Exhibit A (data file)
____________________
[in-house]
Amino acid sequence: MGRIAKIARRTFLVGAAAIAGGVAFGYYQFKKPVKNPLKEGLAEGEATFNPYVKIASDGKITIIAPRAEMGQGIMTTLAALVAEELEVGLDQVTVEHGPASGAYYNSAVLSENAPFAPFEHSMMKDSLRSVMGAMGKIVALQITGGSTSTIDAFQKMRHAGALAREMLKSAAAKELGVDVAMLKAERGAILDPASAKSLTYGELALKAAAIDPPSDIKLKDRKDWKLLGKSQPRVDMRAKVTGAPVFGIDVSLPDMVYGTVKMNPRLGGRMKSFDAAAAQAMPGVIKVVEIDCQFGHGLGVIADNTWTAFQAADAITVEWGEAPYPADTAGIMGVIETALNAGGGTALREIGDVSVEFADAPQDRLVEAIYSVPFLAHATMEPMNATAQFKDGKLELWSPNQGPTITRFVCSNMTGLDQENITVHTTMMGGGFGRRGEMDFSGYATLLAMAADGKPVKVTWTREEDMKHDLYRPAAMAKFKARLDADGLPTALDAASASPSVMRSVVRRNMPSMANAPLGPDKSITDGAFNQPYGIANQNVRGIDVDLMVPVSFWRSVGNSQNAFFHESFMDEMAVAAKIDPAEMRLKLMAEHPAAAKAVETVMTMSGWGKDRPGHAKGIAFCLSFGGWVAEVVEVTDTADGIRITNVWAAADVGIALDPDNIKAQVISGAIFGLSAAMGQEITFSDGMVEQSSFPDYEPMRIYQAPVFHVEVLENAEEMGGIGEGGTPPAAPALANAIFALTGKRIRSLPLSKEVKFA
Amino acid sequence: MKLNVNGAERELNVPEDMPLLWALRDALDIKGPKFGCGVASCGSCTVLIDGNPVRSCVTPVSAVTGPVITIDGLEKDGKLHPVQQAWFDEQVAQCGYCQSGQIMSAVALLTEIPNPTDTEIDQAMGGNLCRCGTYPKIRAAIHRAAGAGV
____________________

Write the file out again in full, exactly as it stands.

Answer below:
[in-house]
Amino acid sequence: MGRIAKIARRTFLVGAAAIAGGVAFGYYQFKKPVKNPLKEGLAEGEATFNPYVKIASDGKITIIAPRAEMGQGIMTTLAALVAEELEVGLDQVTVEHGPASGAYYNSAVLSENAPFAPFEHSMMKDSLRSVMGAMGKIVALQITGGSTSTIDAFQKMRHAGALAREMLKSAAAKELGVDVAMLKAERGAILDPASAKSLTYGELALKAAAIDPPSDIKLKDRKDWKLLGKSQPRVDMRAKVTGAPVFGIDVSLPDMVYGTVKMNPRLGGRMKSFDAAAAQAMPGVIKVVEIDCQFGHGLGVIADNTWTAFQAADAITVEWGEAPYPADTAGIMGVIETALNAGGGTALREIGDVSVEFADAPQDRLVEAIYSVPFLAHATMEPMNATAQFKDGKLELWSPNQGPTITRFVCSNMTGLDQENITVHTTMMGGGFGRRGEMDFSGYATLLAMAADGKPVKVTWTREEDMKHDLYRPAAMAKFKARLDADGLPTALDAASASPSVMRSVVRRNMPSMANAPLGPDKSITDGAFNQPYGIANQNVRGIDVDLMVPVSFWRSVGNSQNAFFHESFMDEMAVAAKIDPAEMRLKLMAEHPAAAKAVETVMTMSGWGKDRPGHAKGIAFCLSFGGWVAEVVEVTDTADGIRITNVWAAADVGIALDPDNIKAQVISGAIFGLSAAMGQEITFSDGMVEQSSFPDYEPMRIYQAPVFHVEVLENAEEMGGIGEGGTPPAAPALANAIFALTGKRIRSLPLSKEVKFA
Amino acid sequence: MKLNVNGAERELNVPEDMPLLWALRDALDIKGPKFGCGVASCGSCTVLIDGNPVRSCVTPVSAVTGPVITIDGLEKDGKLHPVQQAWFDEQVAQCGYCQSGQIMSAVALLTEIPNPTDTEIDQAMGGNLCRCGTYPKIRAAIHRAAGAGV